My Favourite Book: Journey by Moonlight

Iván Merker 14 November 2017

I recently revisited one of my favourite books, Journey by Moonlight, one of the best known Hungarian literary works outside Hungary, as well as, according to The Guardian, “the novel most loved by all cultivated Hungarians.” I don’t know what “cultivated” should mean in this context, but it seems true that it is among the favourite novels of many Hungarians.

First published in 1937, its author, Antal Szerb, was also a literary scholar who, by the age of 40, had written a comprehensive study of the histories of Hungarian and world literature – even if his opportunities to publish were restricted by anti-Semitic laws in the last years of his life, before his death in 1945. I also recommend another novel of his, The Pendragon Legend, a mystery novel (and its parody) set in Wales.

The novel follows Mihály, a bourgeois Hungarian businessman on his honeymoon in Italy, yet many figures from his past resurface. He tells his wife, Erzsi, of his former days, how he used to play-act stories with his friends Tamás and Éva Ulpius which often took dark turns in erotic interpretations of death. There are elements of love, regret, suicide as Mihály grapples with his desire to conform to bourgeois respectability which struggles against the rebellious adolescent in him.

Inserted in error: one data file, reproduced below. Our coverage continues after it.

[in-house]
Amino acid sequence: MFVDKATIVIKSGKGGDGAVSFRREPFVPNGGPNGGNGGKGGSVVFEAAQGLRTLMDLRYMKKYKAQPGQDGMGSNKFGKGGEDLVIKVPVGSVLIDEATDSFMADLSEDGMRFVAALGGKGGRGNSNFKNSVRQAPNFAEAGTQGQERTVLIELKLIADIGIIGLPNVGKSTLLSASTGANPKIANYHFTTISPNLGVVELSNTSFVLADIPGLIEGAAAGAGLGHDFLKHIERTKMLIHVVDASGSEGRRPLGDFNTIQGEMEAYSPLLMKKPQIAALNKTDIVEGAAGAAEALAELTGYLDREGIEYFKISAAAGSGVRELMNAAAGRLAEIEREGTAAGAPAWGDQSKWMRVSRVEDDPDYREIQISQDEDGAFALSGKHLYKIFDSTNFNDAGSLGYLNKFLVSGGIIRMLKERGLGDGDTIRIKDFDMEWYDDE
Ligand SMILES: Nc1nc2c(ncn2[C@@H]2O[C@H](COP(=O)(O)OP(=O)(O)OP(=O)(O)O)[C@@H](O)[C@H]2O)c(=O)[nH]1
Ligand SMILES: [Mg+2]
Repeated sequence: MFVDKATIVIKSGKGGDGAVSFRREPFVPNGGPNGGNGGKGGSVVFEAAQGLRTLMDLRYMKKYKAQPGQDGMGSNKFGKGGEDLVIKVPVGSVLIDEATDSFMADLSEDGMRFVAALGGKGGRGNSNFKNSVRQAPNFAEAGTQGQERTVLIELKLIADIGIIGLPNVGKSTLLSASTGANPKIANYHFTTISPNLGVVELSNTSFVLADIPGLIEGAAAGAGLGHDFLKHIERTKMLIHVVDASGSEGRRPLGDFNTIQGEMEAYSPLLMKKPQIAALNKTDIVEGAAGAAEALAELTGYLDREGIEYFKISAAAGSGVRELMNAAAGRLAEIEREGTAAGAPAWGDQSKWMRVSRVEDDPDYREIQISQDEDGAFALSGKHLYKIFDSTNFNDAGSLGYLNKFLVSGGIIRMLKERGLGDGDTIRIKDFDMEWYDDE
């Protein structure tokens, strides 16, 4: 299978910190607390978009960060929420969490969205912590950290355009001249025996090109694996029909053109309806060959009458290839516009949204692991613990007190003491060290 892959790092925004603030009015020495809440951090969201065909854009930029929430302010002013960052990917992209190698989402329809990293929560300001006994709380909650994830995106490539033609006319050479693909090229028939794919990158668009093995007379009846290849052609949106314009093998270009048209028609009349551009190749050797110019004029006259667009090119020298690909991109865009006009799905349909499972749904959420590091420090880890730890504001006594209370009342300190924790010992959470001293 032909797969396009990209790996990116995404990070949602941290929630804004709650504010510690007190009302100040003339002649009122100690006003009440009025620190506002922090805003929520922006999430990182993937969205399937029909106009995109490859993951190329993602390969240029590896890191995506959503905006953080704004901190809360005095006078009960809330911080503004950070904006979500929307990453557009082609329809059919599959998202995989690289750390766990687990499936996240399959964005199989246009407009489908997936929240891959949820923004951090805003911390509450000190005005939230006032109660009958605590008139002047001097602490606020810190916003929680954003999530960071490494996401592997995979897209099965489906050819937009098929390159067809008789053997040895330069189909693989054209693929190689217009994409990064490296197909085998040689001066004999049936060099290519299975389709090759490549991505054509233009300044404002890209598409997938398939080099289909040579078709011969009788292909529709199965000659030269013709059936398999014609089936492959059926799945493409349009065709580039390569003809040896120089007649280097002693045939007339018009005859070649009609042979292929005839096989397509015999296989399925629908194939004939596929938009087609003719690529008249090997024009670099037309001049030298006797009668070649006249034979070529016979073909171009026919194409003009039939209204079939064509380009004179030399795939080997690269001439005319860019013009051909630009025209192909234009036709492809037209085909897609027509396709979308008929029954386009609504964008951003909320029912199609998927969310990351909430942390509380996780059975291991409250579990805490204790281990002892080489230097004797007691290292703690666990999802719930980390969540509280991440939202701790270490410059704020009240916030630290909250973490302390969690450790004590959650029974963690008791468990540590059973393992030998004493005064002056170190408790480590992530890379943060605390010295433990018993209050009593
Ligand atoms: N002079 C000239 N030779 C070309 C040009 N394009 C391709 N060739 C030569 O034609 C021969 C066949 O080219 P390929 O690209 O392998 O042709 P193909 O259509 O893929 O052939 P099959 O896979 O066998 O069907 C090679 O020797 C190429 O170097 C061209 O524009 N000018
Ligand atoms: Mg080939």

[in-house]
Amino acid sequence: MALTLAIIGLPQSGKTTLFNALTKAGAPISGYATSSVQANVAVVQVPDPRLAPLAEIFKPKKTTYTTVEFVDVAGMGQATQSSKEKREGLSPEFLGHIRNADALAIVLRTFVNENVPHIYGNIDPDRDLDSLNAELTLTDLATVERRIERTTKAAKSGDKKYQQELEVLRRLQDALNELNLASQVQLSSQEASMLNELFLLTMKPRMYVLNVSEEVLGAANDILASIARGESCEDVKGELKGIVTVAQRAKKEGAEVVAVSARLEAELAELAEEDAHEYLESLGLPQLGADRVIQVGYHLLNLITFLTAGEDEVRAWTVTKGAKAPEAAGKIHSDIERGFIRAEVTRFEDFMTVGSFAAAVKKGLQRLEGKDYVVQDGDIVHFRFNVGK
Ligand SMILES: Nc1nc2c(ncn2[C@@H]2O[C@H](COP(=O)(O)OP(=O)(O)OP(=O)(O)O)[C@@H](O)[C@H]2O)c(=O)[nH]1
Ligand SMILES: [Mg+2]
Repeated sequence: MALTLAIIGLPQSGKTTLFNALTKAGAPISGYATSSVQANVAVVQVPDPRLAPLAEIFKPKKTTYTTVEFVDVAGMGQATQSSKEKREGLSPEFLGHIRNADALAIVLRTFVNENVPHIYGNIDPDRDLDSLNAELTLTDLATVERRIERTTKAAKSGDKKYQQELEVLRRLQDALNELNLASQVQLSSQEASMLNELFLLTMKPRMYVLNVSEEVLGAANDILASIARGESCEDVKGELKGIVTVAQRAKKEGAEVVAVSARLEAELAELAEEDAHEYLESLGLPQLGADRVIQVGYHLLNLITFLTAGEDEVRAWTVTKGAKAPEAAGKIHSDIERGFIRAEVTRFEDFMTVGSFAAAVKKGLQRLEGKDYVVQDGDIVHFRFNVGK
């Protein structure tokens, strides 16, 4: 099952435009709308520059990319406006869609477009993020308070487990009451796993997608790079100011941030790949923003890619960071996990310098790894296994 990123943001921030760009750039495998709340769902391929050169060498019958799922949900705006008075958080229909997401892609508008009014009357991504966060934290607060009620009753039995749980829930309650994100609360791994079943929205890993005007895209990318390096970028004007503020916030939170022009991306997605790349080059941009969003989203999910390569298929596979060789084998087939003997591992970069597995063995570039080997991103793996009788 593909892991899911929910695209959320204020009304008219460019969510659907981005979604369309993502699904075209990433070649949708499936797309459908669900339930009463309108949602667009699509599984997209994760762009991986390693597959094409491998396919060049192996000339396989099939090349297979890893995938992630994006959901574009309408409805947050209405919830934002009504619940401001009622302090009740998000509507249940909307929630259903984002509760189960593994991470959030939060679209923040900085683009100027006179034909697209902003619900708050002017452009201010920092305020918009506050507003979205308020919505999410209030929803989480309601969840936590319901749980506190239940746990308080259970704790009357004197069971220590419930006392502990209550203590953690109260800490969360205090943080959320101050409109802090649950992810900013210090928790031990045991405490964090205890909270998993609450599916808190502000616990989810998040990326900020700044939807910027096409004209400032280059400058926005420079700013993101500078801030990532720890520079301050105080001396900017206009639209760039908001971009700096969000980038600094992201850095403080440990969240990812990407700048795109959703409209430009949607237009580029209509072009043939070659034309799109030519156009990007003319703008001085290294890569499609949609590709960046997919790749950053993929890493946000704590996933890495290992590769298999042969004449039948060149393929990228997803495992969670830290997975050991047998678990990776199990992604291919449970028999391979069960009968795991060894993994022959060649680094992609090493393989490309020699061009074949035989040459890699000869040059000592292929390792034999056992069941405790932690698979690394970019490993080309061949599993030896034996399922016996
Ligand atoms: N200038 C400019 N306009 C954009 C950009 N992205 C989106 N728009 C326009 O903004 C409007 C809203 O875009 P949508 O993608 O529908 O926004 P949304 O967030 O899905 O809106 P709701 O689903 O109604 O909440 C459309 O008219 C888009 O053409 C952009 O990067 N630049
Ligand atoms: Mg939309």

Mihály eventually becomes lost in Italy, wandering around Umbria and later moving to Rome. He is reunited with some of his childhood acquaintances, befriends an English doctor called Ellesley and has an affair with an American student. He also meets his old university mater, Rudi Waldheim, now a famous historian of religion in Rome, who tells him about the erotic nature of death – something that resonates well with Mihály’s teenage play-acts.

We also get subtle jokes, travelogues (appropriate of a book entitled Journey by Moonlight), great characters (Rudi Waldheim’s eccentricities are wonderful), detailed descriptions of Mihály’s mental breakdown and an entire subplot of Erzsi’s actions after Mihály leaves her.

I first read this book three or four years ago and while it instantly became my favourite, truth be told, I didn’t remember much of the story, except for the Ulpius subplot and the main idea of someone getting lost during their honeymoon. I reread it a month ago, and it was a joy to rediscover all the subtleties of this beautifully-written novel: contrary to my memories, it isn’t just the story of Mihály reuniting with figures from his past.

At the end of the novel, Mihály returns to Budapest to try to fit in society again – maybe, after 15 years of trying and a life-changing experience in Italy, he will be able to. I remember that I found this conclusion unsatisfying when I first read it. Now I think this is the logical way to round up the novel: with a consideration of whether it’s possible to fit in somewhere you don’t feel you belong.